As shops shut their doors on Sunday under government orders, people flocked to petrol stations to buy alcohol, cigarettes, and flowers.
Petrol stations in the Czech Republic saw an increased demand of up to ten per cent for non-fuel goods on Sunday, as they were exempt from the restrictions introduced last week alongside pharmacies and shops at airports or railway stations.
According to a selection of gas station operators, they were prepared for more customers and so did not experience any problems.
“Within our network of filling stations, we recorded a double turnover of additional sales compared to Sunday, October 25. The largest increase in sales was in the category of alcoholic beverages, it was fivefold.
According to him, the company also recorded an increase in the sale of snacks. This is despite the fact that it is limited to takeaway only and is prohibited at night from 20:00 to 06:00. “Despite the restrictions in force, we also recorded a third increase in sales in this area,” said Benzina spokesman Michal Procházka.
Co-owner Jiří Ondra of the Tank ONO network also noted a marked surge in interest. “For our company, the overall increase was about a quarter. The main difference was in cigarettes, where the increase was about 60 percent, and in alcoholic and soft drinks, where the increase was about 40 percent,” he said.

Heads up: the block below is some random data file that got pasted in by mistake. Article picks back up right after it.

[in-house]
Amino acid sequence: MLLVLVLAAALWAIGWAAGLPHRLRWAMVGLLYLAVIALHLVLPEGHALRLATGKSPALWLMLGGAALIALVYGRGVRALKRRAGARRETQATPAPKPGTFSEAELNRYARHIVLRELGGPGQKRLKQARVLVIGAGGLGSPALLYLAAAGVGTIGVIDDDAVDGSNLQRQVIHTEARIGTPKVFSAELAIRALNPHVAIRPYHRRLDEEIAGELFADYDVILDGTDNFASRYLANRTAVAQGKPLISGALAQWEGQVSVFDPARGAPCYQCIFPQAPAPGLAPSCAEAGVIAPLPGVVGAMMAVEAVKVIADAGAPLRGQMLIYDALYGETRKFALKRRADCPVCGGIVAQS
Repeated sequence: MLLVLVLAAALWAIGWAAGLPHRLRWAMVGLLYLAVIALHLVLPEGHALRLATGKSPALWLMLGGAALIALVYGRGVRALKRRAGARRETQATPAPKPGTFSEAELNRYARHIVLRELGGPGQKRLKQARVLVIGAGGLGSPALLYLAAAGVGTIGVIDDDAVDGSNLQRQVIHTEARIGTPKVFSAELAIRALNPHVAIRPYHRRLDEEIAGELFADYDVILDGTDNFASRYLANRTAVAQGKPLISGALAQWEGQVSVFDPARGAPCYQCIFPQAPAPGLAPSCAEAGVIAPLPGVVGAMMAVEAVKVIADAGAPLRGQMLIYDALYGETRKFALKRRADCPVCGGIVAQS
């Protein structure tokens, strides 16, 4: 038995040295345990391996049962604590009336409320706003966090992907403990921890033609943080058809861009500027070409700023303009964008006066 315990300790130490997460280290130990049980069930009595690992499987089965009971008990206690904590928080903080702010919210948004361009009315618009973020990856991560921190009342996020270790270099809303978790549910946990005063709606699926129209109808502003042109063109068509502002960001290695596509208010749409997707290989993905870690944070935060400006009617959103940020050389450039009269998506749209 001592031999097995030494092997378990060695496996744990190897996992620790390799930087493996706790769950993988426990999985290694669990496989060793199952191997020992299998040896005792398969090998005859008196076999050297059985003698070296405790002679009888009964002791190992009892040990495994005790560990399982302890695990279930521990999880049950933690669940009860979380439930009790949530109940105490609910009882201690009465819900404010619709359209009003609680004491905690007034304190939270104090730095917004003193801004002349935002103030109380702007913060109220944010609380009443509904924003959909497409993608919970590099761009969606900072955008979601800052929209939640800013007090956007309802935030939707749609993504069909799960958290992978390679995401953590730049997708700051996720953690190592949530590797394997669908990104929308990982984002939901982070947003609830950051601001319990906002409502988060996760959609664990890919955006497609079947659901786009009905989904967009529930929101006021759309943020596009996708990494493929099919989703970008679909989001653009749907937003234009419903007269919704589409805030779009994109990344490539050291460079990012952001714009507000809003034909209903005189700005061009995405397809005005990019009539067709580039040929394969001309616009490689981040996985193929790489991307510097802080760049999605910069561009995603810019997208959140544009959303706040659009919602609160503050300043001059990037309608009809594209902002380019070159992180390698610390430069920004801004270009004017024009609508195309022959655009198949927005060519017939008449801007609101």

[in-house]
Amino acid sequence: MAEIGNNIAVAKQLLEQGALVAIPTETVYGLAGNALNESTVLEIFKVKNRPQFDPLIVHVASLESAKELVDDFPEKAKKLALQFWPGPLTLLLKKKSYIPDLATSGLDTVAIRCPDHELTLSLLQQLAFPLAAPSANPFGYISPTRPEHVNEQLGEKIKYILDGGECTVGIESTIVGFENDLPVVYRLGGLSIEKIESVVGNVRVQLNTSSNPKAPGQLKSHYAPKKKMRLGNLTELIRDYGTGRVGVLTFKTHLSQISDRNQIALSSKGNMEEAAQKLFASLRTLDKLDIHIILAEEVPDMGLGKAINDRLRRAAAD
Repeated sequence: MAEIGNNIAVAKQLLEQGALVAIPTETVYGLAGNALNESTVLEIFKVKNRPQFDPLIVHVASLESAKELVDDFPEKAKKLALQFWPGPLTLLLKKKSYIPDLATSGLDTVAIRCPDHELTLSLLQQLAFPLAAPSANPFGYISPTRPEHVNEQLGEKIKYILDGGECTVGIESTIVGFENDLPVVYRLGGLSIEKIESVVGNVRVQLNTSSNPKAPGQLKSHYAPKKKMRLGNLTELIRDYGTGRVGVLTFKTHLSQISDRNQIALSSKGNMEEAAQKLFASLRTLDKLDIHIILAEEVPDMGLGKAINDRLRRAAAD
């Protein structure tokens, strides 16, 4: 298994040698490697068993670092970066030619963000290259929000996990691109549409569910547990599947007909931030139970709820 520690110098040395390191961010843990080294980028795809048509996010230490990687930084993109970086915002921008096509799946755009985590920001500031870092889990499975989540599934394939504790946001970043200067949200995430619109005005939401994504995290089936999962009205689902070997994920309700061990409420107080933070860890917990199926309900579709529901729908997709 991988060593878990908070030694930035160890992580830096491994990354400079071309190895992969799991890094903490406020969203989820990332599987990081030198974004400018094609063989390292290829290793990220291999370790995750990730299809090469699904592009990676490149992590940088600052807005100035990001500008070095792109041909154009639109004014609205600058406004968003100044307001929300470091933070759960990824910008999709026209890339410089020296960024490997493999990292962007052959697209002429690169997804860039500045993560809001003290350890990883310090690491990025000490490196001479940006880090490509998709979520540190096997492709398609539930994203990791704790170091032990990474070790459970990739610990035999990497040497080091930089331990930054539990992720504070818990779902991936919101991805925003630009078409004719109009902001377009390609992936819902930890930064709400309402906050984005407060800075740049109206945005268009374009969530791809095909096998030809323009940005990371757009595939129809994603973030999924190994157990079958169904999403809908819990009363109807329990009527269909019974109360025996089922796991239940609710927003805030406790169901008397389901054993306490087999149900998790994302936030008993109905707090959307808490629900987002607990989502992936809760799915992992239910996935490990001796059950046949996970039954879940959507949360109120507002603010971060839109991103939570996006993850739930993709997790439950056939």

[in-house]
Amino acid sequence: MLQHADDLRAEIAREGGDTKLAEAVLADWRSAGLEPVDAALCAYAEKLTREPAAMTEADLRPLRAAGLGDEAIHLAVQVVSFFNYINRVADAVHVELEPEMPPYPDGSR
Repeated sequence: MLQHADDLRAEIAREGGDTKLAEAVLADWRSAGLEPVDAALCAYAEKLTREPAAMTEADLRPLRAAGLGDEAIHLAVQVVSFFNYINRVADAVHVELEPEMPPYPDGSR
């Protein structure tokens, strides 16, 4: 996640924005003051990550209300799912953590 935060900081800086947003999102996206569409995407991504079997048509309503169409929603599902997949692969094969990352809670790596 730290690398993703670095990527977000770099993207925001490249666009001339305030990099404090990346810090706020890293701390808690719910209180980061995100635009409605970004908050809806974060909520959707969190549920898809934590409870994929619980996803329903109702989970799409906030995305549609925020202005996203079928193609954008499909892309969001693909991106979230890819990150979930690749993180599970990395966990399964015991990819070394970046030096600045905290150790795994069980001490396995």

Petr Šindler, a spokesman for Shell, said that their network of Billa Stop & Shop recorded increased traffic and sales turnover at its pumps on Sunday. He added that alongside alcohol and cigarettes, people used petrol stations to buy fresh food.
“More and more customers come to the gas station on foot or by bike to buy items from the range of basic foodstuffs that they currently run out of in the household,” Šindler said. “This trend was very visible last Sunday.”
On October 26, the government announced that all supermarket’s and mini markets would not be allowed to open on Sundays. For the rest of the week, they can only serve customers until 19:57pm.